Mode of nutrition in plants – Autotrophic, Heterotrophic
Mode of nutrition – Autotrophic, Heterotrophic
Mode of nutrition – Autotrophic nutrition
Most of the green plants are self- dependent, because they synthesize their own food materials by photosynthesis.
Such a mode of nutrition is described as autotrophic. Autotrophic plants are of different types according to their ecological environments.
Different environments cause differences in their morphology.
Thus, we find special adaptations in aquatic plants, terrestrial plants, xerophytes, mangrove plants etc.
Among the autotrophic plants, epiphytes are peculiar.
These plants usually grow on the branches of the trees.
Epiphytic plants are not parasitic on these trees, but they only make use of the place to grow.
They have two types of roots – clinging roots and aerial roots.
Clinging roots fix the epiphytes to the bark of the tree and also absorb the little nutrients found in the debris accumulating on the bark.
The aerial roots hang about in the air.
These roots are usually green and covered by a spongy tissue called velamen which absorbs the moisture in the air as well as rain water.
Mode of nutrition – Heterotrophic nutrition
Due to lack of chlorophyll or nitrogen defeciency, some plants have to depend on other plants, insects or dead organic matter for their food.
Such type of nutrition is known as heterotrophic.
Heterotrophic plants are grouped into saprophytic, parasitic and insectivorous plants.
These plants obtain nutrition from non-living organic matter.
They are called saprophytic plants.
Many fungi and bacteria are saprophytes.
Certain angiosperms like Monotropa lack chlorophyll and have mycorrhizal roots.
This plant absorbs nourishments from the humus through their mycorrhizal roots.
Some plants get their nourishments from other living plants or animals.
They are called parasitic plants.
The plants or animals from which the parasites get their nourishments are called hosts.
Parasites have some special roots, which penetrate the host plants and absorb food from the phloem and water and minerals from xylem.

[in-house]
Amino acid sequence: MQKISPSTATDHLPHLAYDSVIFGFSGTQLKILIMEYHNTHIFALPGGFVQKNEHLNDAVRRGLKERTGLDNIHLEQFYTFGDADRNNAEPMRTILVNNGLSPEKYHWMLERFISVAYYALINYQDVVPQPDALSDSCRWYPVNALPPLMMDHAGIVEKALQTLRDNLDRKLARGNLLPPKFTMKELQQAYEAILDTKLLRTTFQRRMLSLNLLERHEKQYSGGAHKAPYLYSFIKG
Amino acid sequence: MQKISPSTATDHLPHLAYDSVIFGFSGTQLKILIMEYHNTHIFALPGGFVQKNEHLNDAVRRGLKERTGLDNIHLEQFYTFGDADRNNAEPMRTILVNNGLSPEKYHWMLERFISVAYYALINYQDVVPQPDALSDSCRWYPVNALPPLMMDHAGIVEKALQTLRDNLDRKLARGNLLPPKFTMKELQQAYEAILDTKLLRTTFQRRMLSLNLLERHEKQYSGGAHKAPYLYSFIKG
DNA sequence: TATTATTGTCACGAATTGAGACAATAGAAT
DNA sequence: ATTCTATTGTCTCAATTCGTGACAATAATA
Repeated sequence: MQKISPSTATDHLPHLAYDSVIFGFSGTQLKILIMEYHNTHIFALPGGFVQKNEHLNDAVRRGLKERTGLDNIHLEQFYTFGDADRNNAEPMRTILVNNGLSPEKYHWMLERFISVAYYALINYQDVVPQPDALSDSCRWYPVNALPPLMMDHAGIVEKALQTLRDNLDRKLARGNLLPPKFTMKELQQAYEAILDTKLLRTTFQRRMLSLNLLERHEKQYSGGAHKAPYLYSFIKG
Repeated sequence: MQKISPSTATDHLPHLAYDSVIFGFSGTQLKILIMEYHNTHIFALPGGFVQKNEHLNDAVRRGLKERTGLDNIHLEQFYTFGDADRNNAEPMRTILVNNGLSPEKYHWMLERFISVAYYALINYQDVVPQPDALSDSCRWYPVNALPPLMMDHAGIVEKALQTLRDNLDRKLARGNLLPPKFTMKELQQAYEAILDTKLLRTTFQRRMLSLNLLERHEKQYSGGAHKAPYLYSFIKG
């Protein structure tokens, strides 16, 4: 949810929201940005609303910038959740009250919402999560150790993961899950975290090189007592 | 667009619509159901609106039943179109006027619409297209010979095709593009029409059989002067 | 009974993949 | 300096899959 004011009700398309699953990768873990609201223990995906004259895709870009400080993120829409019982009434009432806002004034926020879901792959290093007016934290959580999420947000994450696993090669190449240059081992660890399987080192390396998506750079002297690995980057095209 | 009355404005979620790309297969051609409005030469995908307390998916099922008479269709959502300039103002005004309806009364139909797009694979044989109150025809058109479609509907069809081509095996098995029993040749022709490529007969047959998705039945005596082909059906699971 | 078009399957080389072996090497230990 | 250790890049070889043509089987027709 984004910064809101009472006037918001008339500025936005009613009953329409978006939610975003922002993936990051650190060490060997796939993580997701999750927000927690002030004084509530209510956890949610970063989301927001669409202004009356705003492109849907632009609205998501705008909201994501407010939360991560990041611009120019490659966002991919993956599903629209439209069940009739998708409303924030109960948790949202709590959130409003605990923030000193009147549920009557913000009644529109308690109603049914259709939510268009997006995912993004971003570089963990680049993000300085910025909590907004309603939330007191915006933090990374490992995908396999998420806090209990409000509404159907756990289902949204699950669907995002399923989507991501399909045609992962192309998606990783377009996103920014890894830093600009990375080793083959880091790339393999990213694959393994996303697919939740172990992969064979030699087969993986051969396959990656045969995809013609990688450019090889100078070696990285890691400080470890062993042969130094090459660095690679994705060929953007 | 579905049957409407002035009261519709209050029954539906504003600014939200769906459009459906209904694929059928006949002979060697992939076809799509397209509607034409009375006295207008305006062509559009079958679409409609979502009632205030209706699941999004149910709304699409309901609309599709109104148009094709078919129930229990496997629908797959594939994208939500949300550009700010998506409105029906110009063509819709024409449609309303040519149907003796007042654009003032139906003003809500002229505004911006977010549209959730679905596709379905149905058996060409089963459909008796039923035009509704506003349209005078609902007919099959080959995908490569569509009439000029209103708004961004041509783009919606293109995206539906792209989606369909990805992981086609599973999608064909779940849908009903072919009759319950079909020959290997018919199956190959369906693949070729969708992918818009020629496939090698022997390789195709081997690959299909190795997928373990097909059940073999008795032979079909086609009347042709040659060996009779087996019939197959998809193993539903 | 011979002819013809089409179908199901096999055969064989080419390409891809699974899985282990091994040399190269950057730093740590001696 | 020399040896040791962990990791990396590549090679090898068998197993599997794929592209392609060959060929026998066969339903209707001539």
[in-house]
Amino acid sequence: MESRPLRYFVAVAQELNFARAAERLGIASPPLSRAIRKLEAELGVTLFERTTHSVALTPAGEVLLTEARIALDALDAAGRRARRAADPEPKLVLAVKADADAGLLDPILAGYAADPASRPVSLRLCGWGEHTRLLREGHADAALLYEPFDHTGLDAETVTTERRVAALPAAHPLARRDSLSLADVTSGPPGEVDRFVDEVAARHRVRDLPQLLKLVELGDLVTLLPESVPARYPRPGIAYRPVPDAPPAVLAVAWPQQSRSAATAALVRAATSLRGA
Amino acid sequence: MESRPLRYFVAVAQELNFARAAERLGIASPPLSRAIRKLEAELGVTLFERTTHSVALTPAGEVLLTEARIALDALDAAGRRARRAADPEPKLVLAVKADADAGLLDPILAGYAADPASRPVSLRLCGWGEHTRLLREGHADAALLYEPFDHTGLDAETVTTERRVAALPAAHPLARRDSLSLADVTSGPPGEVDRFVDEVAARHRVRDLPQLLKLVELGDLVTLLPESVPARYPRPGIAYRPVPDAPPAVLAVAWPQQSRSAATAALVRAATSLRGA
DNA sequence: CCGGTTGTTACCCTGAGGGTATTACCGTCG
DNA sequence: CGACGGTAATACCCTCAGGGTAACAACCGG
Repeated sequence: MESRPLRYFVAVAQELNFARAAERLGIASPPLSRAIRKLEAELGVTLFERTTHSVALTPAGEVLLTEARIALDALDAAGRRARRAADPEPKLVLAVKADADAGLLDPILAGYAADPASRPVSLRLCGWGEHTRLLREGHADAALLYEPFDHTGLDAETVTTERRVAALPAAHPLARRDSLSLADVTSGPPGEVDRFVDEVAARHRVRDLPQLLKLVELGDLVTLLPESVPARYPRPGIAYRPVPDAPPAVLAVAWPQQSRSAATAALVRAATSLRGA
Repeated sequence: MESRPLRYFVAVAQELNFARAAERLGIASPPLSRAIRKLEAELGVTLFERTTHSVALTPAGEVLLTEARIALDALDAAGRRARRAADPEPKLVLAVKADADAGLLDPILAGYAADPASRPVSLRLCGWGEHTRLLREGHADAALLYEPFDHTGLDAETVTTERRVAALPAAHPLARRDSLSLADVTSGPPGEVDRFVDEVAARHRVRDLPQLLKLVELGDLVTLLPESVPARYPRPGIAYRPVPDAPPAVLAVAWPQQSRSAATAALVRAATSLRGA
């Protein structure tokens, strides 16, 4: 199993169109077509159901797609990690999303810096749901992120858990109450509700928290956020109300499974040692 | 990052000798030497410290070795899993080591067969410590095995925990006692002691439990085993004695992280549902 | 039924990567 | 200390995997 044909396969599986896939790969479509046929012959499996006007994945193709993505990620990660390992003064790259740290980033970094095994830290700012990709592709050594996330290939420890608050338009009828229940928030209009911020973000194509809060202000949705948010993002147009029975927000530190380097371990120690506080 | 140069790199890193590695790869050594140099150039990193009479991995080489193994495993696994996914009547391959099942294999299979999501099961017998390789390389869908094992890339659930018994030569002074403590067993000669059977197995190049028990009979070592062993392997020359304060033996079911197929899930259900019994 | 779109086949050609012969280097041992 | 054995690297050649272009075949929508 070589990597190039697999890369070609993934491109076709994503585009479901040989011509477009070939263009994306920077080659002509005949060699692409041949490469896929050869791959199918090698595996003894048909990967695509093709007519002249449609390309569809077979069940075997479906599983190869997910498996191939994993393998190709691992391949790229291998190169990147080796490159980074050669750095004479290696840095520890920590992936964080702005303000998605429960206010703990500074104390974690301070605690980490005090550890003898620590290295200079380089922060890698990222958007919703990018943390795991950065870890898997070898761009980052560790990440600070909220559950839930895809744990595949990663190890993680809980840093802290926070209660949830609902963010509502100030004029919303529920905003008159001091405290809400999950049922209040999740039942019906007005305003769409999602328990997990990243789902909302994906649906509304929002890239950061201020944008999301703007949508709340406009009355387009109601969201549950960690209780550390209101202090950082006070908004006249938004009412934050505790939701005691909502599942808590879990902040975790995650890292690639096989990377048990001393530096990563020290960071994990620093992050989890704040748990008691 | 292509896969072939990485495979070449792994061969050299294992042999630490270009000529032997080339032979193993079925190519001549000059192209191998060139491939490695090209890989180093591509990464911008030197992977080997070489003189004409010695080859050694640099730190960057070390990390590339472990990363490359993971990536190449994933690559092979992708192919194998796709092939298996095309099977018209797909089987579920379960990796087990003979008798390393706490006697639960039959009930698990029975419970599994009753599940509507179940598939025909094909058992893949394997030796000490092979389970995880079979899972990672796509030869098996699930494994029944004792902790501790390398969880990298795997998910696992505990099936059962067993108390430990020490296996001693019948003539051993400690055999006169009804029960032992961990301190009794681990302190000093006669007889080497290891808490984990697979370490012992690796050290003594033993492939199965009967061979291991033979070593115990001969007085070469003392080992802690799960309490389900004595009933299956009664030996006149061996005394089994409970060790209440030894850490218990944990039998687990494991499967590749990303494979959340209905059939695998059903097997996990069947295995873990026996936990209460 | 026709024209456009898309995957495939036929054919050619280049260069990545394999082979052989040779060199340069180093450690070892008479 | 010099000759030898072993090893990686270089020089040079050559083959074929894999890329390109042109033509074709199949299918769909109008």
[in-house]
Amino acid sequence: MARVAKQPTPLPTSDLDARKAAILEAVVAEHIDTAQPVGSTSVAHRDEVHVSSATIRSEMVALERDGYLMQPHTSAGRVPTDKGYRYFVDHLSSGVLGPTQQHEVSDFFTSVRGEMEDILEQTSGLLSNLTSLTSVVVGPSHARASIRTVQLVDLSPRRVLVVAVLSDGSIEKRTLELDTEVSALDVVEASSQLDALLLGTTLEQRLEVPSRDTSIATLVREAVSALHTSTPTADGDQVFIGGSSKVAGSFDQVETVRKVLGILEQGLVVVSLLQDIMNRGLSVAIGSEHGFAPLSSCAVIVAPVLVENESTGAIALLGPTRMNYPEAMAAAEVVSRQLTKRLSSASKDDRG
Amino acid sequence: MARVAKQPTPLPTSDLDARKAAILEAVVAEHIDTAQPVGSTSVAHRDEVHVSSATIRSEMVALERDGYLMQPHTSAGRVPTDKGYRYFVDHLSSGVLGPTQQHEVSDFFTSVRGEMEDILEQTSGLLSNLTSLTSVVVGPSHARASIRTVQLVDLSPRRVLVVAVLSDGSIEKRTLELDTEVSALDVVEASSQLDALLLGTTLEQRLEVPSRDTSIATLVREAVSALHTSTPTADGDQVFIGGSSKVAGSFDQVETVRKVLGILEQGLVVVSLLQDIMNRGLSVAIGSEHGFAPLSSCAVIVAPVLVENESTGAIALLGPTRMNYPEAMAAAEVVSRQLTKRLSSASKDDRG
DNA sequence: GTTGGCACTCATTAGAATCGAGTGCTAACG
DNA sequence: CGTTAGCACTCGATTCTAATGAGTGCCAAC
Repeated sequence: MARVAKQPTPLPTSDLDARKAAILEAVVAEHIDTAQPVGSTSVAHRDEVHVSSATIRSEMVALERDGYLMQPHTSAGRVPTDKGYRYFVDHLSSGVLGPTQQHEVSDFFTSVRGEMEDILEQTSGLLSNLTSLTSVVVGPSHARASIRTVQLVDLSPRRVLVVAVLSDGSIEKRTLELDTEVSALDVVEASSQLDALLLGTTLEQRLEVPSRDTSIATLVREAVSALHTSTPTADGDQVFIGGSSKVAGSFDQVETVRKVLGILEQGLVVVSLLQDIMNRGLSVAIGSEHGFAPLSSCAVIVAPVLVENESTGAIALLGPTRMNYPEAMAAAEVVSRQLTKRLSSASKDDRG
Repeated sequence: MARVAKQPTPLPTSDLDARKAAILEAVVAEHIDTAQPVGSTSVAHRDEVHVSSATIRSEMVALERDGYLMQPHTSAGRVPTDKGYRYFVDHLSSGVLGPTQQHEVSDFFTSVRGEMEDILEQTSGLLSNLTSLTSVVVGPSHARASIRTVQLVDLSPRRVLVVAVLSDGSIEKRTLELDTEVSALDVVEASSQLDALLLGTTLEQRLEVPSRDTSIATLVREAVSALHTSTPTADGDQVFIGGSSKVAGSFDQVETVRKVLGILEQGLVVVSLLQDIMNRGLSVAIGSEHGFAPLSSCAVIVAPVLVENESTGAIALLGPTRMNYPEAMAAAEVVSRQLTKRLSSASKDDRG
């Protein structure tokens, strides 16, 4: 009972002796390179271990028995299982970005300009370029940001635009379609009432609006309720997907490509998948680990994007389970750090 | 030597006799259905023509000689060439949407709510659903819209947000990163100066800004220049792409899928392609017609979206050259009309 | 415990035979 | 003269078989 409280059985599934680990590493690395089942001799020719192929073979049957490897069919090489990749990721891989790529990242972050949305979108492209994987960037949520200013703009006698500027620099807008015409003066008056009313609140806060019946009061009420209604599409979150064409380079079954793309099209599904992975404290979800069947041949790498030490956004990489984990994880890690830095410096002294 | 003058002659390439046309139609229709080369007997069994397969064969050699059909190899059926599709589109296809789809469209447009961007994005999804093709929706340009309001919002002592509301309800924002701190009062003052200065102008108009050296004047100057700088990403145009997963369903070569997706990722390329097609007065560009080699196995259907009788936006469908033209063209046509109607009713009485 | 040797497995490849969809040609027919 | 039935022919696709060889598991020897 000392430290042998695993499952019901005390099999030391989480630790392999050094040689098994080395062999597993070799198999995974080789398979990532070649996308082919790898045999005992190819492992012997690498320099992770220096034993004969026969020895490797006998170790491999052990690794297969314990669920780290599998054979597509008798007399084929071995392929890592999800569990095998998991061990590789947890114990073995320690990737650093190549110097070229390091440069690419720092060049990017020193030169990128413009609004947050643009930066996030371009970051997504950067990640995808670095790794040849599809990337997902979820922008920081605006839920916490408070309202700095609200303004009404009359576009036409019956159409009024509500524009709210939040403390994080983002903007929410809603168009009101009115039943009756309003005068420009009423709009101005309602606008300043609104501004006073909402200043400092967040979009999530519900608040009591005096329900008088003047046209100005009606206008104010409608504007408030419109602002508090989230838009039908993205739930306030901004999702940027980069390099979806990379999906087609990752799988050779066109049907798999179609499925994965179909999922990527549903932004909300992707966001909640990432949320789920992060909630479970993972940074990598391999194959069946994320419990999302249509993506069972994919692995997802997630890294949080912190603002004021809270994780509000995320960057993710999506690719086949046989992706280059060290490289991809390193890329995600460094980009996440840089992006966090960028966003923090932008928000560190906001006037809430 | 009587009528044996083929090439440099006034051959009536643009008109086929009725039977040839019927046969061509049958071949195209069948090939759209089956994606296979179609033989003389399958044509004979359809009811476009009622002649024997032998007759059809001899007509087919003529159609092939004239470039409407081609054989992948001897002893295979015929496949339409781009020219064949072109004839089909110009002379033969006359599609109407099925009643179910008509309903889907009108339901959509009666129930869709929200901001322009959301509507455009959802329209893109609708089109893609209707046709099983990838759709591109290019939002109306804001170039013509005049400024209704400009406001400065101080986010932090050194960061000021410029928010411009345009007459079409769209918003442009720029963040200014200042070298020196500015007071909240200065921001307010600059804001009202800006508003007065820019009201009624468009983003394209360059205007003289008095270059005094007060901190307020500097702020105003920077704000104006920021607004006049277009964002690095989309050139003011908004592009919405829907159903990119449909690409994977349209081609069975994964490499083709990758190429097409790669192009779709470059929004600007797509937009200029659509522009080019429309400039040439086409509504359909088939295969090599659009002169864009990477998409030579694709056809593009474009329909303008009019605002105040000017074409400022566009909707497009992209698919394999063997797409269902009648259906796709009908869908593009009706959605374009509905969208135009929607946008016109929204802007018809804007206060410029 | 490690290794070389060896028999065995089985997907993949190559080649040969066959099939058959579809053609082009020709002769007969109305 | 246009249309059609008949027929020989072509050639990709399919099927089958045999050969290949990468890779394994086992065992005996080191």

These roots are called haustoria.
Parasitic angiosperms are of two types.
They are total parasites and partial parasites.
Some plants completely lack chlorophyll and do not grow in the soil.
Therefore, it is totally dependent on the host stem for organic food materials, water and minerals.
They are called total parasites.
Cuscuta has thin, pale yellow and leafless stem.
It twines around the stem of the host and sends haustoria into it to absorb nourishments.
Some plants absorb only water and mineral salts from the stem of host plant.
They can manufacture their own food due to the presence of green leaves.
The haustoria of these plants have connection only with the xylem of the host to absorb water and mineral salts.
These plants are called partial parasites.
Though insectivorous plants are capable of manufacturing carbohydrates by photosynthesis, they are not able to synthesize enough proteins due to the deficiency of nitrogen.
They overcome this deficiency by catching small insects and digesting them.
Their leaves are modified in various ways for this purpose.
Such plants are called insectivorous plants. eg Drosera.
Drosera is a small plant growing in marshy places.
This plant is also known as sundew plant.
The leaves of this plant have numerous hair-like structures called tentacles.
Each tentacle has got a gland at the tip.
The gland secretes a sticky fluid.
This fluid shines in sunlight and appears as dew;
hence the plant is called sundew plant.
When an insect is attracted by the shining sticky fluid and tries to sit on the leaf, it is entangled in the sticky fluid.
At once, the sensitive tentacles surround the insect and curve inward on it.
Then the glands secrete digestive juices which contain proteolytic enzymes.
The enzymes digest the proteins of the insect body.
The digested food is finally absorbed by the leaves and the tentacles again come in their original straight position.
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Plant tissue culture – origin and techniques
Plant physiology – photosynthesis and its significance
Site of photosynthesis and Mechanism of photosynthesis
Electron transport system and photophosphorylation types
Factors affecting photosynthesis
Test tube and funnel experiment, Ganong’s light screen experiment
Mechanism of Respiration – Glycolysis
Mechanism of Respiration – Oxidative decarboxylation , Krebs cycle
Mechanism of Respiration – Electron Transport Chain, Energy Yield
Ganong’s respiroscope, Pentose phosphate pathway
Anaerobic respiration, Respiratory quotient, Compensation point, Kuhne’s fermentation tube experiment
Plant growth and Measurement of plant growth
Phytohormones Cytokinin, Ethylene, Abscisic Acid, Growth Inhibitors – Physiological Effects
Photoperiodism and vernalization, Phytochromes and flowering